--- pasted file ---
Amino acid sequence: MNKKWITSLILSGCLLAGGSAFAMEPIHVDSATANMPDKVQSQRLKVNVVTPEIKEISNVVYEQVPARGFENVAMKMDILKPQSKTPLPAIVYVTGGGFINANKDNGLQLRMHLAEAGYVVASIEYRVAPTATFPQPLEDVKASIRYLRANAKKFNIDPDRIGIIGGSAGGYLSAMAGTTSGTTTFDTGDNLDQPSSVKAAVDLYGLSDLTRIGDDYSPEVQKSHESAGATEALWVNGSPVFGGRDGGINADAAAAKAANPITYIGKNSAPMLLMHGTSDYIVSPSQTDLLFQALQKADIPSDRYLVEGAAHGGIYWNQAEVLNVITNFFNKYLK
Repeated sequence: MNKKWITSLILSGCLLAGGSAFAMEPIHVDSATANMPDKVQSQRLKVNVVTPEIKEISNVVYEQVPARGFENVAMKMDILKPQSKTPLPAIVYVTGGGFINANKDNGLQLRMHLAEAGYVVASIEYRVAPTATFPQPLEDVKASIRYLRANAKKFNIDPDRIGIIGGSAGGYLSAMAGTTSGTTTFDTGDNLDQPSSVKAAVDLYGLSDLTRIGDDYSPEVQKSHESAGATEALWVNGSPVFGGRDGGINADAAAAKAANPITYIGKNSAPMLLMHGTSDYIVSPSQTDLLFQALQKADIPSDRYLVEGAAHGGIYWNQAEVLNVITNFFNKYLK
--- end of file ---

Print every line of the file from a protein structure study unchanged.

Amino acid sequence: MNKKWITSLILSGCLLAGGSAFAMEPIHVDSATANMPDKVQSQRLKVNVVTPEIKEISNVVYEQVPARGFENVAMKMDILKPQSKTPLPAIVYVTGGGFINANKDNGLQLRMHLAEAGYVVASIEYRVAPTATFPQPLEDVKASIRYLRANAKKFNIDPDRIGIIGGSAGGYLSAMAGTTSGTTTFDTGDNLDQPSSVKAAVDLYGLSDLTRIGDDYSPEVQKSHESAGATEALWVNGSPVFGGRDGGINADAAAAKAANPITYIGKNSAPMLLMHGTSDYIVSPSQTDLLFQALQKADIPSDRYLVEGAAHGGIYWNQAEVLNVITNFFNKYLK
Repeated sequence: MNKKWITSLILSGCLLAGGSAFAMEPIHVDSATANMPDKVQSQRLKVNVVTPEIKEISNVVYEQVPARGFENVAMKMDILKPQSKTPLPAIVYVTGGGFINANKDNGLQLRMHLAEAGYVVASIEYRVAPTATFPQPLEDVKASIRYLRANAKKFNIDPDRIGIIGGSAGGYLSAMAGTTSGTTTFDTGDNLDQPSSVKAAVDLYGLSDLTRIGDDYSPEVQKSHESAGATEALWVNGSPVFGGRDGGINADAAAAKAANPITYIGKNSAPMLLMHGTSDYIVSPSQTDLLFQALQKADIPSDRYLVEGAAHGGIYWNQAEVLNVITNFFNKYLK